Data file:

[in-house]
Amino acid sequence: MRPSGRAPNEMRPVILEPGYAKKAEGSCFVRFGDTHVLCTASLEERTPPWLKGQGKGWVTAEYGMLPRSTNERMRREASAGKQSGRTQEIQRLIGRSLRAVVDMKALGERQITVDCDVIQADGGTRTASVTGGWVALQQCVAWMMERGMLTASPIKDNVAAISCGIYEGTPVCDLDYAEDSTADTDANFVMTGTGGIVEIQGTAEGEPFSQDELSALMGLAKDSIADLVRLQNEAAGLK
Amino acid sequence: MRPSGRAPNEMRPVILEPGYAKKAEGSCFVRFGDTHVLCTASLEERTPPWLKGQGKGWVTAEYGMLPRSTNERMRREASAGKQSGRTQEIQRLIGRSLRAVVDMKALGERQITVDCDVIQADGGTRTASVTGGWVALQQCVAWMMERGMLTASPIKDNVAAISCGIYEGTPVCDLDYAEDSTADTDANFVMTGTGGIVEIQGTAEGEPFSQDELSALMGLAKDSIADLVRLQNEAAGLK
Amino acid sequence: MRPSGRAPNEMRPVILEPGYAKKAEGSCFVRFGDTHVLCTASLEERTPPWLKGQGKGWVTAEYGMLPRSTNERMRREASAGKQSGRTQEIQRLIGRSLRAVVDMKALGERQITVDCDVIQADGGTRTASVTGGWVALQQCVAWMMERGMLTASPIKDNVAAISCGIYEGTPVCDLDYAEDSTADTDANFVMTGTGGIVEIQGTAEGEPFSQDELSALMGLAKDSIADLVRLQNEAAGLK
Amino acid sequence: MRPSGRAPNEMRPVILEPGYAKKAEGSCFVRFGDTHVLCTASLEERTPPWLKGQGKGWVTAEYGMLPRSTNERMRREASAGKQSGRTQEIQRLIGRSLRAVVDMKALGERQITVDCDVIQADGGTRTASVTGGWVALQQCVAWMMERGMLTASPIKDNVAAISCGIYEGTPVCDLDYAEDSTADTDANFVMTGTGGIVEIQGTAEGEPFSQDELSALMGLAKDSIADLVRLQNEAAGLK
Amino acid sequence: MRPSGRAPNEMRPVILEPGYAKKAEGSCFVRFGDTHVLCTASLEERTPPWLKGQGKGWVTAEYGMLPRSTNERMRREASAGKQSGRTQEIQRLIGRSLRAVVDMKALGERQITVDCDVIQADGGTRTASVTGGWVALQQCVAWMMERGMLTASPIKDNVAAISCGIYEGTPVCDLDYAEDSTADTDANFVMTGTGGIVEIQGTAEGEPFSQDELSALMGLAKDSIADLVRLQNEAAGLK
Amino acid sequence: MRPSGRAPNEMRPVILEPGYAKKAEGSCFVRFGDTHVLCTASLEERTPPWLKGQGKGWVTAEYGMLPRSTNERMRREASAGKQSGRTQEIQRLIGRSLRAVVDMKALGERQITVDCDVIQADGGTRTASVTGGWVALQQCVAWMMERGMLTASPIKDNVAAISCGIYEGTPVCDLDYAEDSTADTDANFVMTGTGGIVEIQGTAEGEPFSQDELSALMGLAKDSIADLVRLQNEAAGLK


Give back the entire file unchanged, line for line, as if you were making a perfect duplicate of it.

[in-house]
Amino acid sequence: MRPSGRAPNEMRPVILEPGYAKKAEGSCFVRFGDTHVLCTASLEERTPPWLKGQGKGWVTAEYGMLPRSTNERMRREASAGKQSGRTQEIQRLIGRSLRAVVDMKALGERQITVDCDVIQADGGTRTASVTGGWVALQQCVAWMMERGMLTASPIKDNVAAISCGIYEGTPVCDLDYAEDSTADTDANFVMTGTGGIVEIQGTAEGEPFSQDELSALMGLAKDSIADLVRLQNEAAGLK
Amino acid sequence: MRPSGRAPNEMRPVILEPGYAKKAEGSCFVRFGDTHVLCTASLEERTPPWLKGQGKGWVTAEYGMLPRSTNERMRREASAGKQSGRTQEIQRLIGRSLRAVVDMKALGERQITVDCDVIQADGGTRTASVTGGWVALQQCVAWMMERGMLTASPIKDNVAAISCGIYEGTPVCDLDYAEDSTADTDANFVMTGTGGIVEIQGTAEGEPFSQDELSALMGLAKDSIADLVRLQNEAAGLK
Amino acid sequence: MRPSGRAPNEMRPVILEPGYAKKAEGSCFVRFGDTHVLCTASLEERTPPWLKGQGKGWVTAEYGMLPRSTNERMRREASAGKQSGRTQEIQRLIGRSLRAVVDMKALGERQITVDCDVIQADGGTRTASVTGGWVALQQCVAWMMERGMLTASPIKDNVAAISCGIYEGTPVCDLDYAEDSTADTDANFVMTGTGGIVEIQGTAEGEPFSQDELSALMGLAKDSIADLVRLQNEAAGLK
Amino acid sequence: MRPSGRAPNEMRPVILEPGYAKKAEGSCFVRFGDTHVLCTASLEERTPPWLKGQGKGWVTAEYGMLPRSTNERMRREASAGKQSGRTQEIQRLIGRSLRAVVDMKALGERQITVDCDVIQADGGTRTASVTGGWVALQQCVAWMMERGMLTASPIKDNVAAISCGIYEGTPVCDLDYAEDSTADTDANFVMTGTGGIVEIQGTAEGEPFSQDELSALMGLAKDSIADLVRLQNEAAGLK
Amino acid sequence: MRPSGRAPNEMRPVILEPGYAKKAEGSCFVRFGDTHVLCTASLEERTPPWLKGQGKGWVTAEYGMLPRSTNERMRREASAGKQSGRTQEIQRLIGRSLRAVVDMKALGERQITVDCDVIQADGGTRTASVTGGWVALQQCVAWMMERGMLTASPIKDNVAAISCGIYEGTPVCDLDYAEDSTADTDANFVMTGTGGIVEIQGTAEGEPFSQDELSALMGLAKDSIADLVRLQNEAAGLK
Amino acid sequence: MRPSGRAPNEMRPVILEPGYAKKAEGSCFVRFGDTHVLCTASLEERTPPWLKGQGKGWVTAEYGMLPRSTNERMRREASAGKQSGRTQEIQRLIGRSLRAVVDMKALGERQITVDCDVIQADGGTRTASVTGGWVALQQCVAWMMERGMLTASPIKDNVAAISCGIYEGTPVCDLDYAEDSTADTDANFVMTGTGGIVEIQGTAEGEPFSQDELSALMGLAKDSIADLVRLQNEAAGLK